[ 386 Pa. Super. Page 44]
has not alerted us to any appellate decision which has overturned an explicit trial court finding of a prima facie case. Moreover, we are not persuaded that such a disposition is appropriate in the case sub judice.
The Commonwealth argues that the appellant could not satisfy his initial burden of proving a prima facie case for two reasons. First, the appellant is a black man who was arrested by black police officers and accused of committing a crime against another black man. Second, two blacks served on the jury which convicted appellant of this crime. The Commonwealth's view is that one may not infer that the prosecutor engaged in racial discrimination in light of: 1) the common racial background of the defendant and the prosecution witnesses; and 2) the racial integration of the petit jury. We shall consider the impact of each of these factors on the analysis of a Batson claim.
We agree with the Commonwealth that the potential for misuse of peremptory challenges is greatest when a defendant is accused of attacking an individual of a different race. In such a case, the prosecutor has a special incentive to select jurors who are of the same racial background as the victim. For example, if a black man stands accused of killing a white man, a white juror may be likely to identify with the victim. Accordingly, a trial judge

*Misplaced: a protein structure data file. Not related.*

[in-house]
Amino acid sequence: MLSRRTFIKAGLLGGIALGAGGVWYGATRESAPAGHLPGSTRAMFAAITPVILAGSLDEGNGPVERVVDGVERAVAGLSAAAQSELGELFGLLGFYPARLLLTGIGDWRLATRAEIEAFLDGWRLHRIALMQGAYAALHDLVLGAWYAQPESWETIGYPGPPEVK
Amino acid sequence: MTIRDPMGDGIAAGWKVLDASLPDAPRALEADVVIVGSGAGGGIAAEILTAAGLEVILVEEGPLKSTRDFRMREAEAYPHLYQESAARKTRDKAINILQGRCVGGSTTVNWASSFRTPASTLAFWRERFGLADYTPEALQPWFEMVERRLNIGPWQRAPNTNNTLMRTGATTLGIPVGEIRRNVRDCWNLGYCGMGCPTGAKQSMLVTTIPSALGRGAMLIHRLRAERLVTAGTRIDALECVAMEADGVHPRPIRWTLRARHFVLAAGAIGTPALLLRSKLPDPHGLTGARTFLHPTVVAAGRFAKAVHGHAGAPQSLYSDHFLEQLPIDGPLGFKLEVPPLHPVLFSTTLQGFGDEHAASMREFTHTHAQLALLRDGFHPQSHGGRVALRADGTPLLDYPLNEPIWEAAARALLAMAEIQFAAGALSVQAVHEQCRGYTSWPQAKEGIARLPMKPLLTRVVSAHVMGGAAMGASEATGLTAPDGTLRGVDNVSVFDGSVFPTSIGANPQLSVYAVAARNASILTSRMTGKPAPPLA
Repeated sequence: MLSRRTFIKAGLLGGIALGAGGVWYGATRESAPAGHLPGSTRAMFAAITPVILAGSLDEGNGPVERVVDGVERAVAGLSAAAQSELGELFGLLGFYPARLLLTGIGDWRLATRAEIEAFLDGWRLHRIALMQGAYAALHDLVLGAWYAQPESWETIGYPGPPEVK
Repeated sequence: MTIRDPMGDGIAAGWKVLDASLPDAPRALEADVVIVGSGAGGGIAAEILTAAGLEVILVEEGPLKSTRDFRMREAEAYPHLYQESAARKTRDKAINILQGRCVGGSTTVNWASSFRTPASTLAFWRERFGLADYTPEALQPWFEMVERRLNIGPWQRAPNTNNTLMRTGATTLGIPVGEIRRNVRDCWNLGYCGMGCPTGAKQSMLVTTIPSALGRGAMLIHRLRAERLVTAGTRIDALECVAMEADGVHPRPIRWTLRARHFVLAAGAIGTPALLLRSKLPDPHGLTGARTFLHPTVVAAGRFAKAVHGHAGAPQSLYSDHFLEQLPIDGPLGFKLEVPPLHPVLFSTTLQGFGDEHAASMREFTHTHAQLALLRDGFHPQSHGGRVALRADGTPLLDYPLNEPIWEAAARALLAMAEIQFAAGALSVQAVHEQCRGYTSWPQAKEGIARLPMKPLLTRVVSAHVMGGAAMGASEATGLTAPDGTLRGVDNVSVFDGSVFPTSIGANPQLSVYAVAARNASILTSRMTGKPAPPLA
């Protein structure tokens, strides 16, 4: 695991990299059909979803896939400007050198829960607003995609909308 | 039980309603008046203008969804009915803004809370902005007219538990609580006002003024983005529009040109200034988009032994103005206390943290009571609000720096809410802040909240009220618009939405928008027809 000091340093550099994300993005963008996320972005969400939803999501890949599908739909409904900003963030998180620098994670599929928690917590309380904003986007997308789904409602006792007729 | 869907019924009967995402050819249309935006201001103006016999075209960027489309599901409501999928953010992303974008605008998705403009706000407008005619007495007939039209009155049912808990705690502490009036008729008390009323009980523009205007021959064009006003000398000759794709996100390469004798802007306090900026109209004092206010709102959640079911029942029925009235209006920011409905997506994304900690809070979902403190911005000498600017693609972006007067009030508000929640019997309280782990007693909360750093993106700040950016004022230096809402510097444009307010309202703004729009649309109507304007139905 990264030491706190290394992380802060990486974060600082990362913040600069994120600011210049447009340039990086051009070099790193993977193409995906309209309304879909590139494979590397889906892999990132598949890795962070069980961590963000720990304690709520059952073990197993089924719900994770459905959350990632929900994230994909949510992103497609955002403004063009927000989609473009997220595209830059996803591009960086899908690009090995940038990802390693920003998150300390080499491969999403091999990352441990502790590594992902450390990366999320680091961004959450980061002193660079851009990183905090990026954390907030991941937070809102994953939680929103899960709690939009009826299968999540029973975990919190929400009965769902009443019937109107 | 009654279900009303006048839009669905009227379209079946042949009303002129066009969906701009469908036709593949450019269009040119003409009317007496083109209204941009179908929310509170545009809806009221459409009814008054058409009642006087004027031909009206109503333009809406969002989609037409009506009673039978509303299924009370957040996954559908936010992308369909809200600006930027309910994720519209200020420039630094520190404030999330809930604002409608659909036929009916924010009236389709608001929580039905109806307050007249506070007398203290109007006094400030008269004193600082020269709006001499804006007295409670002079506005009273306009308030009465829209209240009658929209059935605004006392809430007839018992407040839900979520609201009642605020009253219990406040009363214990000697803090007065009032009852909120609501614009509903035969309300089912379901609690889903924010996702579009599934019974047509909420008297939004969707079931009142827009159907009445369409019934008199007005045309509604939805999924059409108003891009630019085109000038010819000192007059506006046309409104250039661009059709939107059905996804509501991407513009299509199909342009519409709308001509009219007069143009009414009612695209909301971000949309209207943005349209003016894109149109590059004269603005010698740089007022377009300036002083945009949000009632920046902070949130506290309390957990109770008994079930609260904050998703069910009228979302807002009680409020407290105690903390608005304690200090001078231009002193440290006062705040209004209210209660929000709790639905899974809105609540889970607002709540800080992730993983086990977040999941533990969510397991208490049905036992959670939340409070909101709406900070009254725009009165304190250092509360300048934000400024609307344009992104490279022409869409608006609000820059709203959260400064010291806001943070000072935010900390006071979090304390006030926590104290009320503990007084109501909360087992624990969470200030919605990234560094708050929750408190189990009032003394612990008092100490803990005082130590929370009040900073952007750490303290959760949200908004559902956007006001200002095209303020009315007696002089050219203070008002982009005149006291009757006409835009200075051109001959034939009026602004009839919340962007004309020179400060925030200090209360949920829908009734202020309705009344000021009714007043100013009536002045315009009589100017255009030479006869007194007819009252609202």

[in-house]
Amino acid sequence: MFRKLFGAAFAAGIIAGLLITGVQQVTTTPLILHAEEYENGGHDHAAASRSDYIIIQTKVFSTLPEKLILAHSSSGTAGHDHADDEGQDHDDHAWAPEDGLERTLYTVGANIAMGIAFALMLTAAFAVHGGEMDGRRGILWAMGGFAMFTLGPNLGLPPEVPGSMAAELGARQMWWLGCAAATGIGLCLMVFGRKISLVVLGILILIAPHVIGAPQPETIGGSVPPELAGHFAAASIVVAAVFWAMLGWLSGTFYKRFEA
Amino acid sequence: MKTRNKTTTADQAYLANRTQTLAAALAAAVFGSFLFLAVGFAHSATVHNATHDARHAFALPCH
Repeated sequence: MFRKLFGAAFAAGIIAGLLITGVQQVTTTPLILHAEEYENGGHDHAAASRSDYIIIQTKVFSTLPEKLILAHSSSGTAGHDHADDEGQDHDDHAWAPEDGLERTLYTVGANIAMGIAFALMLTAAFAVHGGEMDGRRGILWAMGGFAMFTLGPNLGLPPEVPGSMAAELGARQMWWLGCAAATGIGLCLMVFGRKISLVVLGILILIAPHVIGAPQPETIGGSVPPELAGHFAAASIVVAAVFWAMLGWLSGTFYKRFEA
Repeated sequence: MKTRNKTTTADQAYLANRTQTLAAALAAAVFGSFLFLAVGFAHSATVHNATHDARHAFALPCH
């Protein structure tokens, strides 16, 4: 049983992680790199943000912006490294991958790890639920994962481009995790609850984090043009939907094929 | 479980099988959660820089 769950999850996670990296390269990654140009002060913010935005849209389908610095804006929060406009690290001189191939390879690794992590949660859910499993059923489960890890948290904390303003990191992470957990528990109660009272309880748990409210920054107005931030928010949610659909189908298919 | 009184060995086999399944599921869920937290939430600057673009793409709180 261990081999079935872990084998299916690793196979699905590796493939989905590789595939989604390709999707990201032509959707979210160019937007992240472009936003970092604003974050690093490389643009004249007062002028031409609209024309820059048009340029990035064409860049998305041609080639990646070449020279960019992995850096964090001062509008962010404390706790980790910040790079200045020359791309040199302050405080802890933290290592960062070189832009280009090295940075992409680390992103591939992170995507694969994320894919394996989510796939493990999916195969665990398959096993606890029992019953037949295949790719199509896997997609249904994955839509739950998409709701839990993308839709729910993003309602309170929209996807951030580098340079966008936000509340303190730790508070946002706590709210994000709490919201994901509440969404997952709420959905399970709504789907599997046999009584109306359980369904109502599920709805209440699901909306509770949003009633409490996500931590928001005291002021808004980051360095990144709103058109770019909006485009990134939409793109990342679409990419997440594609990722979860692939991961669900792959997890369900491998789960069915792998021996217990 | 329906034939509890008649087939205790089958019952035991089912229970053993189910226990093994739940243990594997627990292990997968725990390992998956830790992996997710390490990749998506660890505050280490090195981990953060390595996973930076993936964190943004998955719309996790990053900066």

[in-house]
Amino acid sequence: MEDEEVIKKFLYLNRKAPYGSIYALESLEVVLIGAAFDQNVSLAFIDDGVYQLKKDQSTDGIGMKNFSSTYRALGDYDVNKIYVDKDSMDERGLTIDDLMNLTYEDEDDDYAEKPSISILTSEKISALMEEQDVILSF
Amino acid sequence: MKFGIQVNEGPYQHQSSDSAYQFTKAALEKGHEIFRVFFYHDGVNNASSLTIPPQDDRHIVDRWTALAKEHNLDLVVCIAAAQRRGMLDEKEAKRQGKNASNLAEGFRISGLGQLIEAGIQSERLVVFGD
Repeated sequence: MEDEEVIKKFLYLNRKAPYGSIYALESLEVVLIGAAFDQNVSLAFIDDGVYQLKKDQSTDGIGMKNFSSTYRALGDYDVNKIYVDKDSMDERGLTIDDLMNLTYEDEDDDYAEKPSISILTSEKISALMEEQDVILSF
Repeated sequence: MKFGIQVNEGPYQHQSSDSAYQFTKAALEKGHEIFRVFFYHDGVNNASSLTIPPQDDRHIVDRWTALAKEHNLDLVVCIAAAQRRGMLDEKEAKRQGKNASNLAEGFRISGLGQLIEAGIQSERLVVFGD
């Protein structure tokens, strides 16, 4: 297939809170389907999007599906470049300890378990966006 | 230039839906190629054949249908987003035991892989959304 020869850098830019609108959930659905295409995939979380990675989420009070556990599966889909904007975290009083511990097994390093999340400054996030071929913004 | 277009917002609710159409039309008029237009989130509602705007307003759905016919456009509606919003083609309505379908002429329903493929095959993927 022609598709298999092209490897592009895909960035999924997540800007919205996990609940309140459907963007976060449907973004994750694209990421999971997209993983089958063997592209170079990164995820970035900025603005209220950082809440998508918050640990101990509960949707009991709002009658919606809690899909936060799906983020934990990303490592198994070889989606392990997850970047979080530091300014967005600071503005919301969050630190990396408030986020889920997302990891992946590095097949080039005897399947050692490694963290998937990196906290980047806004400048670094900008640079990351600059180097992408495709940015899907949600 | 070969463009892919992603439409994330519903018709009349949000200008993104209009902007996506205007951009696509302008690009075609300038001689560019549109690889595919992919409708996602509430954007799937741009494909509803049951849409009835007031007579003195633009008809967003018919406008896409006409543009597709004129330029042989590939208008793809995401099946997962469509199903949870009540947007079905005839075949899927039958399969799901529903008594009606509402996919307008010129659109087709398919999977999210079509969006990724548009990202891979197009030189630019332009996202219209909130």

[ 386 Pa. Super. Page 45]
should examine the use of peremptory challenges with particular care whenever the trial involves an element of interracial conflict.
This does not mean, however, that the absence of interracial conflict guarantees that peremptory challenges will be exercised for proper reasons. In Swain v. Alabama, the United States Supreme Court recognized the problem of "the prosecutor in a county [who], in case after case, and whoever the defendant or the victim may be, is responsible for the removal of Negroes . . . ." 380 U.S. at 223, 85 S.Ct. at 837. See also Batson, 476 U.S. at 103-04, 106 S.Ct. at 1726-27 (Marshall, J., concurring) (citing statistics on systematic exclusion of blacks from juries). One motive for such conduct is the underlying belief that a white juror would be more likely than a black juror to assume that blacks frequently commit crimes and that any black who is accused of a crime is probably guilty. Another motive for consistently striking blacks is the concern reflected in a training manual prepared by the Dallas County District Attorney's Office: "You are not looking for any member of a minority group which may subject him to oppression -- they almost always empathize with the accused." Acker, Exercising Peremptory Challenges After Batson, 24 Criminal Law Bulletin 187, 203 n. 67 (1988) (quoting Texas Observer, May 11, 1973 at 65). Whatever the motive, the exclusion of black venirepersons solely on account of race is a violation of the equal protection clause that trial courts must be prepared to remedy.
We conclude that even where the defendant and the victim are both black, some prosecutors may attempt to minimize the number of blacks who are selected as jurors. Thus, the fact that a defendant is a member of the same racial group as the Commonwealth's witnesses is in no way inconsistent with a finding of a prima facie case.
We next consider the significance of the ultimate racial configuration of the petit jury. In the instant case,
[ 386 Pa. Super. Page 46]